A woman has been arrested in a series of racist graffiti in the Oklahoma town of Norman, and she is also thought to have been behind Nazi and other hate messages at an Oklahoma City Democratic building and a Native American nation building, authorities said.
Allison Johnson, 45, was arrested Thursday and is suspected of being responsible for the graffiti at three buildings, including vandalism at a Norman Democratic Party office that was reported Wednesday, Norman police said.
Norman police public information officer Sarah Jensen said that Johnson turned herself in Thursday.
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Police in Norman, a city of about 110,000 people south of Oklahoma City, and Oklahoma City said that the same suspect is believed responsible for recent hate crime incidents involving graffiti in Oklahoma City, but did not specify those incidents.
However, police in Oklahoma City had reported they were looking for a woman for questioning after Nazi and other graffiti was found at the state Democratic Party and Chickasaw Nation buildings last week.
We’re pleased to report that 45 year-old Allison Johnson is now in custody. She will face charges for the graffiti/hate crime incidents in OKC as well. Great teamwork between our agency and @normanokpd made this arrest possible! https://t.co/T5GeAN77VU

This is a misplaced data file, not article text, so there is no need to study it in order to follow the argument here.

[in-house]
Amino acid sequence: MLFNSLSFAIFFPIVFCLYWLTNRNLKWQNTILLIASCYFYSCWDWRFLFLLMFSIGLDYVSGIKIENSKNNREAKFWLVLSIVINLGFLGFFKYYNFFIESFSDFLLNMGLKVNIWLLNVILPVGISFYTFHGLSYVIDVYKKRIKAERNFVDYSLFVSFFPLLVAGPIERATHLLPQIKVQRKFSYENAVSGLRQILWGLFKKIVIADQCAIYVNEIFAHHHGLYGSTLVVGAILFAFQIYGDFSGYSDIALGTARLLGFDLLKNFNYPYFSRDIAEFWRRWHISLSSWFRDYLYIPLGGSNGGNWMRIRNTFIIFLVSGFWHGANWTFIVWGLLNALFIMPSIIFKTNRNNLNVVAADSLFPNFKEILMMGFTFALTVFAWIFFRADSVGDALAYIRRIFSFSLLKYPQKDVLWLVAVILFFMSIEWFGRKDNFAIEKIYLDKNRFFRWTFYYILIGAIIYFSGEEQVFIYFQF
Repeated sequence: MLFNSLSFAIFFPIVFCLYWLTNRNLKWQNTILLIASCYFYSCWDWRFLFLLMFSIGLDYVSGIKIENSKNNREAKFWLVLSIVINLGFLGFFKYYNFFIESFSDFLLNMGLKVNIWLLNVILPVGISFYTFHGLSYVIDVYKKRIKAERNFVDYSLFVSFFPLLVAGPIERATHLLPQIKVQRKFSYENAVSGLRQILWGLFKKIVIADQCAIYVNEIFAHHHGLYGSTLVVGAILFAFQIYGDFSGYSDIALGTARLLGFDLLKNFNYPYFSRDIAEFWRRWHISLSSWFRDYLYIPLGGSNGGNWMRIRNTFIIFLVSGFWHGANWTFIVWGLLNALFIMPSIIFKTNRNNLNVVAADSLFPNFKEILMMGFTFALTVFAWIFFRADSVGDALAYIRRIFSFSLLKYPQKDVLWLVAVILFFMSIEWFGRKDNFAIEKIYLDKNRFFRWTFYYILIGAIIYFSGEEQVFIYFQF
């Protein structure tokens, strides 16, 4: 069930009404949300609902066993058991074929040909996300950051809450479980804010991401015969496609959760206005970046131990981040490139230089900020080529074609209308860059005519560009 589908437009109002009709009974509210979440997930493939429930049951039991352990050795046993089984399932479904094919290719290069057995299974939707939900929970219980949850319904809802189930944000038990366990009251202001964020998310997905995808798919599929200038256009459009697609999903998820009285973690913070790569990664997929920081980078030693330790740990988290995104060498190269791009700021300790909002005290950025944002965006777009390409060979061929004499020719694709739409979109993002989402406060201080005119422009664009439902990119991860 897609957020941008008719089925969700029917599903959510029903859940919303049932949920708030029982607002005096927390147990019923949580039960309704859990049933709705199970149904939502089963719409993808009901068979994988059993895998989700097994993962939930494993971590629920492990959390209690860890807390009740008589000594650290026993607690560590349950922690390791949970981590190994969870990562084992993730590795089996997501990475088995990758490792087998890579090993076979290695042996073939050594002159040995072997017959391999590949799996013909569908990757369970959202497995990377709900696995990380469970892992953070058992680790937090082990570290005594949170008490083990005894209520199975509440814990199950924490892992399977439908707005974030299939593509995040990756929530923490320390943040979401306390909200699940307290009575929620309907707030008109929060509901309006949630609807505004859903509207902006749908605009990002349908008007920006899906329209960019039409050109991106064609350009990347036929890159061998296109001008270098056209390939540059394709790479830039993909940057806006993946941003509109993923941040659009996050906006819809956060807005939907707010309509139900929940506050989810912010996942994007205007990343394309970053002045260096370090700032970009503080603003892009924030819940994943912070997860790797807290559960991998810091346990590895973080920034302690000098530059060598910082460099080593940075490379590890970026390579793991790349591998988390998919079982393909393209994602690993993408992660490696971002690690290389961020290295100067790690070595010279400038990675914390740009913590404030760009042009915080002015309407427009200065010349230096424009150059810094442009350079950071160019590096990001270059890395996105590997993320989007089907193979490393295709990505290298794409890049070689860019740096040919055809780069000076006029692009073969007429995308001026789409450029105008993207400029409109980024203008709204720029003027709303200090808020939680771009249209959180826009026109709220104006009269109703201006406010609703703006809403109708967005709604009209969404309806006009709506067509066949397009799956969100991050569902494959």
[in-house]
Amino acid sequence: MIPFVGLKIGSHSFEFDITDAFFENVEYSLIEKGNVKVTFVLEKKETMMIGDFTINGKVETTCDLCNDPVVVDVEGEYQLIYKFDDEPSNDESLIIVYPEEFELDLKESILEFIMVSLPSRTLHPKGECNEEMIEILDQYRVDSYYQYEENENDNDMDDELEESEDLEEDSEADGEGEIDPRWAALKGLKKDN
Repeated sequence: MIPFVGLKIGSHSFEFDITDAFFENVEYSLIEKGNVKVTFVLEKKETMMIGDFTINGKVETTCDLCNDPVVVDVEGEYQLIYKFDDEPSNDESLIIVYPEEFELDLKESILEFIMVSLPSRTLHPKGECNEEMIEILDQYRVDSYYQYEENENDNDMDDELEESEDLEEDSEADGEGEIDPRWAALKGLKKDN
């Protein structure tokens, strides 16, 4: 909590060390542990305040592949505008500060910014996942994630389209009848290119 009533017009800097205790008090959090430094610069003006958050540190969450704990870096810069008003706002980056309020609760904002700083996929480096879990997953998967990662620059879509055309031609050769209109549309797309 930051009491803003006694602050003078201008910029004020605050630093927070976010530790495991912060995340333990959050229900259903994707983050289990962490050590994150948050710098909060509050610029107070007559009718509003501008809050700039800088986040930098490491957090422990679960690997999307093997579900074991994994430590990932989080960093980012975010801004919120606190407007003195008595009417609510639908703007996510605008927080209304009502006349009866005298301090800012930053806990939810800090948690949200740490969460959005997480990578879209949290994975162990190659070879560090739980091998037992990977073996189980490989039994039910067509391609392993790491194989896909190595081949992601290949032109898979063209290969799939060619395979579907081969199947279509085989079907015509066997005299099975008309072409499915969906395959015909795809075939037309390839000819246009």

Jensen said that investigators believe Johnson is responsible for those incidents as well.
Johnson was being booked on a complaint of terroristic threats in the Cleveland County Detention Center, Norman police said in a statement.
The vandalism in that city occurred at the Cleveland County Democratic Party offices, McKinley Elementary School and the Firehouse Arts Center. Some of the graffiti included swastikas and anti-Jewish messages.
The hate-filled messages have been condemned by a range of officials and other organizations, including the University of Oklahoma, which is in Norman.
It was not clear if Johnson has an attorney. Online records for her do not list phone numbers of relatives.
Mark Faulk, chair for the Oklahoma County Democratic Party, told NBC affiliate KFOR of Oklahoma City that her organization was not afraid of the graffiti vandal. "If anything, it’s brought more people together and brought a greater awareness to what we deal with, the racism, the bigotry in Oklahoma," he said.
The "Oklahoma standard is one of love and unity and acceptance for everyone," Faulk told the station.
Richard McKown, an artist whose sculpture outside the Firehouse Arts Center was defaced, had told KFOR that "this is clearly the work of somebody that is absolutely out of their mind," and it was frustrating that he would have to re-do the piece.
Suzanne Ciechalski is a New York-based reporter for NBC News' Social Newsgathering team.